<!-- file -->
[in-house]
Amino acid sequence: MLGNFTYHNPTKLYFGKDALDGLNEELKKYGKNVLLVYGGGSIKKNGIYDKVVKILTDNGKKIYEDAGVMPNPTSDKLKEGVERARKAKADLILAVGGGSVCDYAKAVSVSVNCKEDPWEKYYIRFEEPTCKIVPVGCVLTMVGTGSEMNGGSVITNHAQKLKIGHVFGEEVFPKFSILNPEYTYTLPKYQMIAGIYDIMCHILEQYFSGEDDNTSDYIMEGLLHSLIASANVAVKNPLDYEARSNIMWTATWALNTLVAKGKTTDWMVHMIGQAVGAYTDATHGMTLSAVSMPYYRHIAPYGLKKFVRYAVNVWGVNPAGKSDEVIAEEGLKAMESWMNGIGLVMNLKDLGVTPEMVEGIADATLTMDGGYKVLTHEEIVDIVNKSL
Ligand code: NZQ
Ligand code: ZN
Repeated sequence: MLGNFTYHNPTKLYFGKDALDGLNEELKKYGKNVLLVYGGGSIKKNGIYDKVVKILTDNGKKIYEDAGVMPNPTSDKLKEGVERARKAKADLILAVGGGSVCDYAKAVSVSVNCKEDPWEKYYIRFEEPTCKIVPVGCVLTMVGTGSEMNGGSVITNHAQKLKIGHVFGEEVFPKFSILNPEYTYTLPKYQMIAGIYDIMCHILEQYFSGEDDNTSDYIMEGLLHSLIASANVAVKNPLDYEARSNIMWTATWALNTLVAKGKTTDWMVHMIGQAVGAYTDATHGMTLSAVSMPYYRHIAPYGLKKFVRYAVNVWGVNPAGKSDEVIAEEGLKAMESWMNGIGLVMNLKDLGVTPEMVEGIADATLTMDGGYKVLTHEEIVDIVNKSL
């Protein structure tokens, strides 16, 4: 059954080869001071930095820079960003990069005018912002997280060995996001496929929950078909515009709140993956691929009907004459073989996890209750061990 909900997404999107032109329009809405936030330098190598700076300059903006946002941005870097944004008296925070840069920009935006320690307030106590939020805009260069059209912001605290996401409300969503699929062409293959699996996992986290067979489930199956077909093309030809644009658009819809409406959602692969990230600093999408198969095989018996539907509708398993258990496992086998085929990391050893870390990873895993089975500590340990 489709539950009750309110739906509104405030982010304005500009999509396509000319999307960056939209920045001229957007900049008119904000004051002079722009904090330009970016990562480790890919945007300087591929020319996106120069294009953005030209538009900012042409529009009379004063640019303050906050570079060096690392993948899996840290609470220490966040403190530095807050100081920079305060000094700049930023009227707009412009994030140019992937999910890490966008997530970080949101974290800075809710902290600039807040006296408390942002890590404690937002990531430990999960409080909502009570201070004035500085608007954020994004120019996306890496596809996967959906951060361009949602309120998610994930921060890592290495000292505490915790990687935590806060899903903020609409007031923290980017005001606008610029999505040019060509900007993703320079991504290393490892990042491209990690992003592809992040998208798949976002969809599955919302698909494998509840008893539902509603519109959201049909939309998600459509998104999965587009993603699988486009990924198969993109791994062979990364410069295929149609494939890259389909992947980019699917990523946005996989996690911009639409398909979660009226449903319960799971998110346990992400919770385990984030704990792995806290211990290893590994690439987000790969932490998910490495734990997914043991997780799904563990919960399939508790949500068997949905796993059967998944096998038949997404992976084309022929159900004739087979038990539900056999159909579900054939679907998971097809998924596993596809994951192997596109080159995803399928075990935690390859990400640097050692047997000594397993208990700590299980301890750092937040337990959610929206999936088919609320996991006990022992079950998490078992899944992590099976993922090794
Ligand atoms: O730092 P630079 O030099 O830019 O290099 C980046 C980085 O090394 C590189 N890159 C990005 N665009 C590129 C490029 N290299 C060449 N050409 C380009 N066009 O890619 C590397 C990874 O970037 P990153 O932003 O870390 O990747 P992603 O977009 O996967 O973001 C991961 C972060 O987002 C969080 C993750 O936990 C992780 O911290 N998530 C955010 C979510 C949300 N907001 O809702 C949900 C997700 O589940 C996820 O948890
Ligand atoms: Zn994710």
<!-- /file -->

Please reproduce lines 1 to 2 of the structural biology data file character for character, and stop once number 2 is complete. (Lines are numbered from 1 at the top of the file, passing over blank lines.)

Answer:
[in-house]
Amino acid sequence: MLGNFTYHNPTKLYFGKDALDGLNEELKKYGKNVLLVYGGGSIKKNGIYDKVVKILTDNGKKIYEDAGVMPNPTSDKLKEGVERARKAKADLILAVGGGSVCDYAKAVSVSVNCKEDPWEKYYIRFEEPTCKIVPVGCVLTMVGTGSEMNGGSVITNHAQKLKIGHVFGEEVFPKFSILNPEYTYTLPKYQMIAGIYDIMCHILEQYFSGEDDNTSDYIMEGLLHSLIASANVAVKNPLDYEARSNIMWTATWALNTLVAKGKTTDWMVHMIGQAVGAYTDATHGMTLSAVSMPYYRHIAPYGLKKFVRYAVNVWGVNPAGKSDEVIAEEGLKAMESWMNGIGLVMNLKDLGVTPEMVEGIADATLTMDGGYKVLTHEEIVDIVNKSL